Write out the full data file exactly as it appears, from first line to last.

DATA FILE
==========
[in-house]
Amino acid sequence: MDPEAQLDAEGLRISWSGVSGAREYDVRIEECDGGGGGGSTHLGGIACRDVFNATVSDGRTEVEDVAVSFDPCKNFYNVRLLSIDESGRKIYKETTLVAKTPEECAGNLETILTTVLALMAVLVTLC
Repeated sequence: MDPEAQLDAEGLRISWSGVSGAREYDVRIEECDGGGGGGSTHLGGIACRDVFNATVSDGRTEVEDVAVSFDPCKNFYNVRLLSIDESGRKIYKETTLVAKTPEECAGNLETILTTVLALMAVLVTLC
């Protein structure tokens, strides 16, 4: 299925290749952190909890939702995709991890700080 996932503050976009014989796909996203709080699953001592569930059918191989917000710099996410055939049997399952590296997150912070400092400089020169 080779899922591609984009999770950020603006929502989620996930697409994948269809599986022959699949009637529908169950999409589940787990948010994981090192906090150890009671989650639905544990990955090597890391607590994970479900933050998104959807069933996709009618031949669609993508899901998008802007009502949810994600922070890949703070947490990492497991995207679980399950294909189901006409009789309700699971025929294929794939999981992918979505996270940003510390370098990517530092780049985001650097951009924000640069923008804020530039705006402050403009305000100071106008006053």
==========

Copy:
[in-house]
Amino acid sequence: MDPEAQLDAEGLRISWSGVSGAREYDVRIEECDGGGGGGSTHLGGIACRDVFNATVSDGRTEVEDVAVSFDPCKNFYNVRLLSIDESGRKIYKETTLVAKTPEECAGNLETILTTVLALMAVLVTLC
Repeated sequence: MDPEAQLDAEGLRISWSGVSGAREYDVRIEECDGGGGGGSTHLGGIACRDVFNATVSDGRTEVEDVAVSFDPCKNFYNVRLLSIDESGRKIYKETTLVAKTPEECAGNLETILTTVLALMAVLVTLC
């Protein structure tokens, strides 16, 4: 299925290749952190909890939702995709991890700080 996932503050976009014989796909996203709080699953001592569930059918191989917000710099996410055939049997399952590296997150912070400092400089020169 080779899922591609984009999770950020603006929502989620996930697409994948269809599986022959699949009637529908169950999409589940787990948010994981090192906090150890009671989650639905544990990955090597890391607590994970479900933050998104959807069933996709009618031949669609993508899901998008802007009502949810994600922070890949703070947490990492497991995207679980399950294909189901006409009789309700699971025929294929794939999981992918979505996270940003510390370098990517530092780049985001650097951009924000640069923008804020530039705006402050403009305000100071106008006053």